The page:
You Can't Miss What You Never Had

Aug 06, 2015


Even in business-to-business selling the ways costs are presented can lead smart owners to make bad decisions.


Being caught between two parties at work has been a real eye-opener on how people perceive and react to costs.

On one side is a long-standing client – a smart, likeable business owner that we have enjoyed working with for many years. They are in retail and, about a year ago, switched merchant services providers. A merchant services provider is what allows a merchant to process credit cards. In exchange for providing that service the merchant services provider keeps a percentage (anywhere between 2%-6%) of the total transaction and passes the rest along to the merchant.

Because these merchant services fees are on the gross (after sales tax) value even small differences in these rates can have a huge impact on profitability. Smart retailers should review their merchant services deals at least once a year.

Their old merchant services provider was expensive. They kept a relatively big chunk of the transaction value – about 5%. If for example the merchant did $10,000 in sales the merchant services provider kept about $500 and passed the other (approximately) $9,500 along to the merchant.

To save money our client switched to a new merchant services provider, a well-respected and highly ethical company that we have worked with for years and recommended highly.

This company uses a very different model. They work very hard to find the best possible merchant services deals for their clients, evaluating options from countless merchant services providers. All the money, less the transaction fees (about 2%) now flow to the merchant. The company then charges a recovery fee, a percentage of the money that they are saving the client. To provide full transparency they disclose these fees and bill them separately, they don't bury them in the processing fees.

So with the new company that same $10,000 in sales would see about $200 go to the merchant services provider they selected, and the remaining $9,800 being passed along to the merchant, who has now saved about $300.

The company then charges back about $100 for the savings that they have provided. The merchant has still saved about $200.








Passed Through To Merchant



Recovery Fee



Total Retained By Merchant



Savings For Merchant




The savings are absolutely real. While investigating this that was clear – the merchant was going to save a lot of money with the new company.

But they were also going to be seeing money coming out of their account for the recover fee, and getting bills and statements to remind them yet again, and they just couldn't get past that. No matter how much they were really saving all they could see was what it was costing.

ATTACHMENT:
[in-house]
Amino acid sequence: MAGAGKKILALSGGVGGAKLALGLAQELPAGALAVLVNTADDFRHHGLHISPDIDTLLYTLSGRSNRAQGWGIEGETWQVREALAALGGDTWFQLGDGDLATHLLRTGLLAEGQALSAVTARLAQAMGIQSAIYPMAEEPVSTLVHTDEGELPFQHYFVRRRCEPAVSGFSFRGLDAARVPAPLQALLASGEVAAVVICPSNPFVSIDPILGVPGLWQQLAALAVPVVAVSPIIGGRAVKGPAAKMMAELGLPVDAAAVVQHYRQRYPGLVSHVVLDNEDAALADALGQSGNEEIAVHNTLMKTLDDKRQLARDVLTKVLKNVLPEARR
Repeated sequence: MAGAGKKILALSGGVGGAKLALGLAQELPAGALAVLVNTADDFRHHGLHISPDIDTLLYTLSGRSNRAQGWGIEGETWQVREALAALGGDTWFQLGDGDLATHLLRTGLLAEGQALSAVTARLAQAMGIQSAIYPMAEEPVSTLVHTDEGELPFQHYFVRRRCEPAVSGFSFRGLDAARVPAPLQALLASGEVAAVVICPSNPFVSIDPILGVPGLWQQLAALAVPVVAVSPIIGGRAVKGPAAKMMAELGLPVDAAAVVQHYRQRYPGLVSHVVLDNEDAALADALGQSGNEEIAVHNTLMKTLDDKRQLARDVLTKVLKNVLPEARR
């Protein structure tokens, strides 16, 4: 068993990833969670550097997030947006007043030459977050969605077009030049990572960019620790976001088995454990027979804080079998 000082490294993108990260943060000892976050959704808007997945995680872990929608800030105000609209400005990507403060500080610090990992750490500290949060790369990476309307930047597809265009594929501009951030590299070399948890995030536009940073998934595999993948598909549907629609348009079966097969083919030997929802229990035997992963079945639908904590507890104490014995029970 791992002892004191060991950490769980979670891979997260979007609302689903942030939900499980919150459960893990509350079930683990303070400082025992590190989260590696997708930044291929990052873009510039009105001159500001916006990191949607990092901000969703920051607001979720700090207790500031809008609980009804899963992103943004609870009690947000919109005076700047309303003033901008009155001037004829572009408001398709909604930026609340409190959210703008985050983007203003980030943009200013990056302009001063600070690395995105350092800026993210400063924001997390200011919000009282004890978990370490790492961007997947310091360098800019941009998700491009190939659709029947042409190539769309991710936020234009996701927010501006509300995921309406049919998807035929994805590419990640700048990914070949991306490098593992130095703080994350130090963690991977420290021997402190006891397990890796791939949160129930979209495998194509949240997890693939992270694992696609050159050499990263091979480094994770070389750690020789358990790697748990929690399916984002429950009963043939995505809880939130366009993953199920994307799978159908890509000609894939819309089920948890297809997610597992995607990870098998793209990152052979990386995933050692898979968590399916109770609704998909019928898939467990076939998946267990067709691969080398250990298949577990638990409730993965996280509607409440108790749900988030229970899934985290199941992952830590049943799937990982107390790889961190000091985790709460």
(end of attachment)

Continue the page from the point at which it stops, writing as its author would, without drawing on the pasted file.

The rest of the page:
You Can't Miss What You Never Saw

With the old merchant services provider the real cost was very abstract. Sales were rung in each day, and a couple of days later money showed up in there account. It was hard to compare it directly to sales because of cut-off times, but one thing was easy to understand: what they got, they kept. It didn't matter that they were getting less – they couldn't miss money that they never saw.

But, under the new deal, they bitterly resented the charges. Even though they were still saving a significant amount of money they were constantly being reminded of what it cost them.


Recovery/Value Billing

Another issue was the fact that it wasn't actually the new company that was the merchant services provider – the fact that they effectively outsourced that to the merchant services provider that gave the best deal.

That is the nature of recovery/value billing. The new company worked hard to secure a great deal and would continue to monitor it, regularly checking for the possibility of even greater savings.

In return, and as disclosed, they charged an ongoing fee for the value they provided. The deal they put in place was saving the merchant a significant amount of money on an ongoing basis, and they were billing a portion of that back in return. This merchant didn't like that.


It was a truly unfortunate situation with good people on both sides.

Tags: Pricing
Category: Selling

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